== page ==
Why U.S. Russia-Centric Nuclear Policy is Obsolete

This past month, President Obama put forth America’s new global nuclear nonproliferation and disarmament strategy in Berlin. In his remarks, the President included proposals for various initiatives including a new bilateral nuclear stockpile reduction plan with Russia, a pledge to initiate new treaties banning fissile material production, support of the Comprehensive Test Ban Treaty, and the usual commitments to contain Iran and North Korea (Obama 2013). While these initiatives are productive for moving towards a nuclear-free world and containing short-term threats, the Administration’s new nuclear strategy fails to sufficiently address two pressing issues that represent great threats to long-term U.S. national and global security interests: the nuclear standoff between Pakistan and India, and the tactful development of China’s nuclear arsenal. It appears the U.S. is still operating in an immediate post-Cold War mindset where bilateral reductions between Russia and the U.S. remain the central theme of U.S. nuclear policy. However, if the U.S. is to ensure long-term global security, it should stop focusing on Russia and instead make Pakistan, India, and China top long-term priorities of global nonproliferation and disarmament efforts.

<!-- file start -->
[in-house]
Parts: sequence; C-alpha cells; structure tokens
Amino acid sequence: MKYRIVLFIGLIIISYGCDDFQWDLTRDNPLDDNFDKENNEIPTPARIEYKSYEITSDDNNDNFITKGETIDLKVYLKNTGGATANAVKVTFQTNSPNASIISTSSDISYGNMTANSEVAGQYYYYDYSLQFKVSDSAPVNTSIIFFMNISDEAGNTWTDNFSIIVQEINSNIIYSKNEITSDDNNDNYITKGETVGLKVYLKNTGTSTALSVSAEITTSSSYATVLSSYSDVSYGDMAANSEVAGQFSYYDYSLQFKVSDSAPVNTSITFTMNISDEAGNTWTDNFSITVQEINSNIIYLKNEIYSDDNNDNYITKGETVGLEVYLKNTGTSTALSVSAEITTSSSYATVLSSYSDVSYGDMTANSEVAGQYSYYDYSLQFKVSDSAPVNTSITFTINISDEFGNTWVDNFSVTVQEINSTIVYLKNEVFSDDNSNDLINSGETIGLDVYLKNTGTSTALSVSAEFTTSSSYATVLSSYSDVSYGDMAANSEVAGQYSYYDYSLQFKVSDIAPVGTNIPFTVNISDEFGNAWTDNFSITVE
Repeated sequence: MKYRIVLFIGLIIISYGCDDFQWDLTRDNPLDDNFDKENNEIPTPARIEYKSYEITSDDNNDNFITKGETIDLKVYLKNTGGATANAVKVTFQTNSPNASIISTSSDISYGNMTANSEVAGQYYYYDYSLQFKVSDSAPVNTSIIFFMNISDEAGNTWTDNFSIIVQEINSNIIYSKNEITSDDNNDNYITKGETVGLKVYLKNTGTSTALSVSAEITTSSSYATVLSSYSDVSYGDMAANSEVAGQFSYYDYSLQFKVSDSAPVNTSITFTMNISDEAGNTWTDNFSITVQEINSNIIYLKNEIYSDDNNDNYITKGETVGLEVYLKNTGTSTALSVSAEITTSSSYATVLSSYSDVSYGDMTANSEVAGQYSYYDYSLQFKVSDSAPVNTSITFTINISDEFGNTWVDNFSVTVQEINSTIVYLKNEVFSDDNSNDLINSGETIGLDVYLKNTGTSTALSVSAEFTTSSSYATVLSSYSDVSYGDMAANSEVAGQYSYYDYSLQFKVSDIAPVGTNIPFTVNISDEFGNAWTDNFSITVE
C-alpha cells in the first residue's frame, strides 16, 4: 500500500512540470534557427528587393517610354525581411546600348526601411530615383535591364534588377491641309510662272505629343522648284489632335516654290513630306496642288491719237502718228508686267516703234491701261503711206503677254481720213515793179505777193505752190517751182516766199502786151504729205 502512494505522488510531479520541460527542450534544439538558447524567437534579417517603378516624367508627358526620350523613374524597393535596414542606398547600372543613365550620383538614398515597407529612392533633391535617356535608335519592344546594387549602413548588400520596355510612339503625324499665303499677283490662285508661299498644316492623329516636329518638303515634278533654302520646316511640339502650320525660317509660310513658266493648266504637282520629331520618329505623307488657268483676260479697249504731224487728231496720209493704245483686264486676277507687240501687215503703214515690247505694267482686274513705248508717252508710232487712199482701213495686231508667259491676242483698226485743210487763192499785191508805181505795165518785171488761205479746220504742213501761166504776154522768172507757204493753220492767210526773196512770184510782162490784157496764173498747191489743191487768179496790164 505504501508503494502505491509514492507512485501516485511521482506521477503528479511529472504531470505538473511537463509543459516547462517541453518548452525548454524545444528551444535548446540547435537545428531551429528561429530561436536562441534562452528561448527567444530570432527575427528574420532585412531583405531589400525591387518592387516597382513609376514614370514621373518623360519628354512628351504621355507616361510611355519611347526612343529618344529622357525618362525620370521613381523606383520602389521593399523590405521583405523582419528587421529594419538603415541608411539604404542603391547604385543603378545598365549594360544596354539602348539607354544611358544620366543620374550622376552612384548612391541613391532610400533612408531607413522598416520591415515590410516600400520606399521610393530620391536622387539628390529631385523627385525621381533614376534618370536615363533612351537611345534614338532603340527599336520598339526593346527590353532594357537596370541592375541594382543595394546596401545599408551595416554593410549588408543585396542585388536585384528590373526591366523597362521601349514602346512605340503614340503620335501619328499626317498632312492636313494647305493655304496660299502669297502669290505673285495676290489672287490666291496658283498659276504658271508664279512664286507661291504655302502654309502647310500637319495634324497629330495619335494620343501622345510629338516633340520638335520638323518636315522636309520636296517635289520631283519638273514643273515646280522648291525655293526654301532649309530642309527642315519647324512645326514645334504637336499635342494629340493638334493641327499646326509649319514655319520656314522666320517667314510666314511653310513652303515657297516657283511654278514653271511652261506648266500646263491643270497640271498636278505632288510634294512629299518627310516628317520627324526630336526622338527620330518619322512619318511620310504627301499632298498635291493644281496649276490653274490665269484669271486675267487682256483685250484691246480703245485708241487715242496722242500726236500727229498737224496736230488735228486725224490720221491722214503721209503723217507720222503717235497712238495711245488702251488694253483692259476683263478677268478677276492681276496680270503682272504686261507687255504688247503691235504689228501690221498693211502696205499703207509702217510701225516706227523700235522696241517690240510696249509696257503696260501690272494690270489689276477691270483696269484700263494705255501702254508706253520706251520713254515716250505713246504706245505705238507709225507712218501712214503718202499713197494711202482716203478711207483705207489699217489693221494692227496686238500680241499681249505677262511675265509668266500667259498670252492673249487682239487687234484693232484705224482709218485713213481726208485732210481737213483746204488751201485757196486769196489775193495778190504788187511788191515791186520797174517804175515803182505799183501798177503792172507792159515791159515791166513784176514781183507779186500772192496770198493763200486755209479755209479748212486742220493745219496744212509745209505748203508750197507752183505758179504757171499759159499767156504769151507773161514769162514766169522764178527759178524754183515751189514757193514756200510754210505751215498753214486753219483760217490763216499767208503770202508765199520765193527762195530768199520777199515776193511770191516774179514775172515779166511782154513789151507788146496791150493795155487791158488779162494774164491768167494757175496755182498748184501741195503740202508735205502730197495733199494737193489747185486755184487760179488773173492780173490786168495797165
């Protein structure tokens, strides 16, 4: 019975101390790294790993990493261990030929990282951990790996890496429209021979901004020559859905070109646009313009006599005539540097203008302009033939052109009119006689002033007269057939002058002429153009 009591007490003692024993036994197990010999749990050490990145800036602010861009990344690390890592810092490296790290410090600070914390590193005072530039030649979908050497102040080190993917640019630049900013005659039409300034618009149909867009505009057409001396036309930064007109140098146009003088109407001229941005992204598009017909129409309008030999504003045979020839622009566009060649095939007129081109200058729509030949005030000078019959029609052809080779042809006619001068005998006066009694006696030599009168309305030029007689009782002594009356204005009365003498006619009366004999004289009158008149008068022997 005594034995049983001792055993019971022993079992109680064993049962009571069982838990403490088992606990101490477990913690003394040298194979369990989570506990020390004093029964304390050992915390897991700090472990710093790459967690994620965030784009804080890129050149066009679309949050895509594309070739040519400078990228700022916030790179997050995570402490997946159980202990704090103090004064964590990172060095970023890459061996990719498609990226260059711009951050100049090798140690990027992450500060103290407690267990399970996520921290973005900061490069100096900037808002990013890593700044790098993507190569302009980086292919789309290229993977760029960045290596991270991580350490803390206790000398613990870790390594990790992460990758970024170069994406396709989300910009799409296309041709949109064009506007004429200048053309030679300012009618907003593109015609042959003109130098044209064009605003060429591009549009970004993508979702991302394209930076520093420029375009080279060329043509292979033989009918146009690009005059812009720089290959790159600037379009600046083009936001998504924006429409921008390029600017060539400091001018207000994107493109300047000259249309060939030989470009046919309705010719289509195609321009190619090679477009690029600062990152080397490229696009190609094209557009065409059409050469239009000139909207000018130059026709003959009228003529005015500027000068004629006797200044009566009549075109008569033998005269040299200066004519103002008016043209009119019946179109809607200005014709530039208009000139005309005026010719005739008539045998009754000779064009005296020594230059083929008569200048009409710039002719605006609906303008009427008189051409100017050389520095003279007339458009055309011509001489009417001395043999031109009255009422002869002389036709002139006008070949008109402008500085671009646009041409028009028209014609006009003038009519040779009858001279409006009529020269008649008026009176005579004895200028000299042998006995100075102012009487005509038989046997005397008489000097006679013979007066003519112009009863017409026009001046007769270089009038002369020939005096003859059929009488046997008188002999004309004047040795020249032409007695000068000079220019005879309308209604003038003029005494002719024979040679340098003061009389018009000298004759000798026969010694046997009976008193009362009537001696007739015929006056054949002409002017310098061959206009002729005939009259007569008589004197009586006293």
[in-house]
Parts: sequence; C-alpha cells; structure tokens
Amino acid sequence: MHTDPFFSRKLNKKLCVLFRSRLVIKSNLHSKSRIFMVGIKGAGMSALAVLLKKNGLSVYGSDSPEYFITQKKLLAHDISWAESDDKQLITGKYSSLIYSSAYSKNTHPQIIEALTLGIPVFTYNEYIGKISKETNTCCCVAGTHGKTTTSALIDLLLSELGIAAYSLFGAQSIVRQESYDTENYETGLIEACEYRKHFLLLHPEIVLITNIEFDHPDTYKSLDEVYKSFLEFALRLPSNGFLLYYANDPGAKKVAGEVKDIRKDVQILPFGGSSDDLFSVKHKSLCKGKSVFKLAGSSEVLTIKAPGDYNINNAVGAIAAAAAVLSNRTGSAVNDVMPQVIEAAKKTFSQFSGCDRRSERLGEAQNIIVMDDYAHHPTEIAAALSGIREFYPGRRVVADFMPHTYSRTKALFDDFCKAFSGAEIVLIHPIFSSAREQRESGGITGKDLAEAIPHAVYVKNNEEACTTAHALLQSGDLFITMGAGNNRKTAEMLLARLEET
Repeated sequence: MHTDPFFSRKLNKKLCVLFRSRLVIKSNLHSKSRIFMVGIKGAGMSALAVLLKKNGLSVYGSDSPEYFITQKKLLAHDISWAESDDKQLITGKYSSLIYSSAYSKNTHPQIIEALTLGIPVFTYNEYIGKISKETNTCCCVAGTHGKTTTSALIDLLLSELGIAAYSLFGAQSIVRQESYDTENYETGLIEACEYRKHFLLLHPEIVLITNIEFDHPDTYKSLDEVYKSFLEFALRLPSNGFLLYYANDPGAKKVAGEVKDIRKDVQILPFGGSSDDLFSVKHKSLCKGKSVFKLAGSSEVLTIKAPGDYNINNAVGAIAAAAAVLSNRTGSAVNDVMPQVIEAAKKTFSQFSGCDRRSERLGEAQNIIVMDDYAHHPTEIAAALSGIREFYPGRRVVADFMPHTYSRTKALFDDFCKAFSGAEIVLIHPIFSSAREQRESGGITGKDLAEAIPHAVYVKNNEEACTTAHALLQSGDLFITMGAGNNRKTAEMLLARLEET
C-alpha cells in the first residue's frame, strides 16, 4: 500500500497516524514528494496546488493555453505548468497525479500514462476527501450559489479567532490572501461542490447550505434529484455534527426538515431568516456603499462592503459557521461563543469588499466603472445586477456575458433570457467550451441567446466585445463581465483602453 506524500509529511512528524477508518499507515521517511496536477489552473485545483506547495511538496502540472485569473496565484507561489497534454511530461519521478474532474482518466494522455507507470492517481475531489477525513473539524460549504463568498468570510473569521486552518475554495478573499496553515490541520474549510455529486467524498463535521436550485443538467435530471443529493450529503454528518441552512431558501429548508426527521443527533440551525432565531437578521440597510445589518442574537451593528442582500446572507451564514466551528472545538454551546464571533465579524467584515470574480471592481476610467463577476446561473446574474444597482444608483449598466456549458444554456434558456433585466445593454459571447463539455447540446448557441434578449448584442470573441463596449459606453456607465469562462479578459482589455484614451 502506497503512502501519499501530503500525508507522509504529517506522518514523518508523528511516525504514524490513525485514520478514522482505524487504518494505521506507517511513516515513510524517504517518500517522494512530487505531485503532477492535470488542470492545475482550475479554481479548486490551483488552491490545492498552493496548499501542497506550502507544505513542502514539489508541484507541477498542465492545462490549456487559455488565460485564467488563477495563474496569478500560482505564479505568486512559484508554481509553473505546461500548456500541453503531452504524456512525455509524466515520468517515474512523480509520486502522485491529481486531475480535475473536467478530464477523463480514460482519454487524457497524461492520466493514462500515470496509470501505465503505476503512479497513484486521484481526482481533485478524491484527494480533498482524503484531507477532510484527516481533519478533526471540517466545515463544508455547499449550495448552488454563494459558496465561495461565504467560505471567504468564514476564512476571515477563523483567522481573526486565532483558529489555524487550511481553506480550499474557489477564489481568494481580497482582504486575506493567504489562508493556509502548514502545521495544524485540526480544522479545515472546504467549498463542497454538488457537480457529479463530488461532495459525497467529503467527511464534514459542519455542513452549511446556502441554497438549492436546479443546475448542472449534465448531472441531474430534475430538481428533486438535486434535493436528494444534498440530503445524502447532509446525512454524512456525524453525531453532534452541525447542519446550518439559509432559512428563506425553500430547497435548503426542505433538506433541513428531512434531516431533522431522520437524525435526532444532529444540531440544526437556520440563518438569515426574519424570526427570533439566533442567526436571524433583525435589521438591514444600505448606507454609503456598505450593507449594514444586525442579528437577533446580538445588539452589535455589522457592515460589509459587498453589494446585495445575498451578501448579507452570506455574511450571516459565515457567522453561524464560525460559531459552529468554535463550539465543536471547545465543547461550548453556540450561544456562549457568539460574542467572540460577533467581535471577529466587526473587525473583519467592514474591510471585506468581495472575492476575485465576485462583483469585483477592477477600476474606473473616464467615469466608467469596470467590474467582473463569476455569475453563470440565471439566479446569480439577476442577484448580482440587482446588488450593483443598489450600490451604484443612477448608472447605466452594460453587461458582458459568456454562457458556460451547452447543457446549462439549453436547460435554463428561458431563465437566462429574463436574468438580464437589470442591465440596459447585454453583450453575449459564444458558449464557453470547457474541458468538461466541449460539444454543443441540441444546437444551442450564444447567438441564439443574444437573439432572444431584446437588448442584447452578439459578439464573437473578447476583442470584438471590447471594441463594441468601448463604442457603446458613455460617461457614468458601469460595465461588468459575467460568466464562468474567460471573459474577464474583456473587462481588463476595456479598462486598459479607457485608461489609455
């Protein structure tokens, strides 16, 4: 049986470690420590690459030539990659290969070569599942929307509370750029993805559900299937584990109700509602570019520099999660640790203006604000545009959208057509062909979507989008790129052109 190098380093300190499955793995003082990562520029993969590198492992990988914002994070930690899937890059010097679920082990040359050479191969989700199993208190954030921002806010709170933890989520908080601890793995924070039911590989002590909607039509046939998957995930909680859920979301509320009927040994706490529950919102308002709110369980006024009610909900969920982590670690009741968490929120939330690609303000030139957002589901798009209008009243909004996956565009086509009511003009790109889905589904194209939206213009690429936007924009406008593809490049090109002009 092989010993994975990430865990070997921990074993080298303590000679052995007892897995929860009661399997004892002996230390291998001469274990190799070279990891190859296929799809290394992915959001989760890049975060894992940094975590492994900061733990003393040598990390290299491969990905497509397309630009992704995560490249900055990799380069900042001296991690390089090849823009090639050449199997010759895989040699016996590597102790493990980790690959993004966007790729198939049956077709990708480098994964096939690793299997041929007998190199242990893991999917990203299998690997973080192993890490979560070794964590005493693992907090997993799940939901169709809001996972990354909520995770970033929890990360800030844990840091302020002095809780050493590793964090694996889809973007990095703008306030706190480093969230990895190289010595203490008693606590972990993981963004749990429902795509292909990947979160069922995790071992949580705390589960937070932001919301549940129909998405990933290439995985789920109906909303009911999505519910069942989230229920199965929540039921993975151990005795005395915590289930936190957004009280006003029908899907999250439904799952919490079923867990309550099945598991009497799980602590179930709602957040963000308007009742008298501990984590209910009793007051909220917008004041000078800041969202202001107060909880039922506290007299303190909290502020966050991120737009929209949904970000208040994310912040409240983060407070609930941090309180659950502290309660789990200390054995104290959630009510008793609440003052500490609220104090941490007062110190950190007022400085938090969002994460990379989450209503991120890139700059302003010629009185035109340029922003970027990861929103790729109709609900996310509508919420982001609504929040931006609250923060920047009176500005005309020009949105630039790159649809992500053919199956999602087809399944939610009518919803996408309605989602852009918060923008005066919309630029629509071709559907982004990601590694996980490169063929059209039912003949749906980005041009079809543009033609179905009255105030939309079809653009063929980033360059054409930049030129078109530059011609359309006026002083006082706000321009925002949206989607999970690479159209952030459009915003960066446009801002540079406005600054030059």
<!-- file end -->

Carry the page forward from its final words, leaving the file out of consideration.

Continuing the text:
Negotiated bilateral reductions with Russia should no longer be the core of U.S. disarmament efforts. While the U.S. and Russia still maintain the greatest number of nuclear warheads- 7,700 and 8,500 total inventory, respectively- both sides have established command and control structures including advanced warning systems, vastly improved safeguards to prevent theft by transnational actors, and an established communication hotline to ameliorate any potential misunderstandings (Center for Arms Control and Non-Proliferation 2013). The former nemeses have learned valuable lessons from the Cold War and no longer represent a great threat to global security, especially as each state continues on a successful 20-year reduction in nuclear arms. The U.S. should instead direct its attention towards two countries that are engaged in a situation that may be much more dangerous than that of the Cold War: Pakistan and India.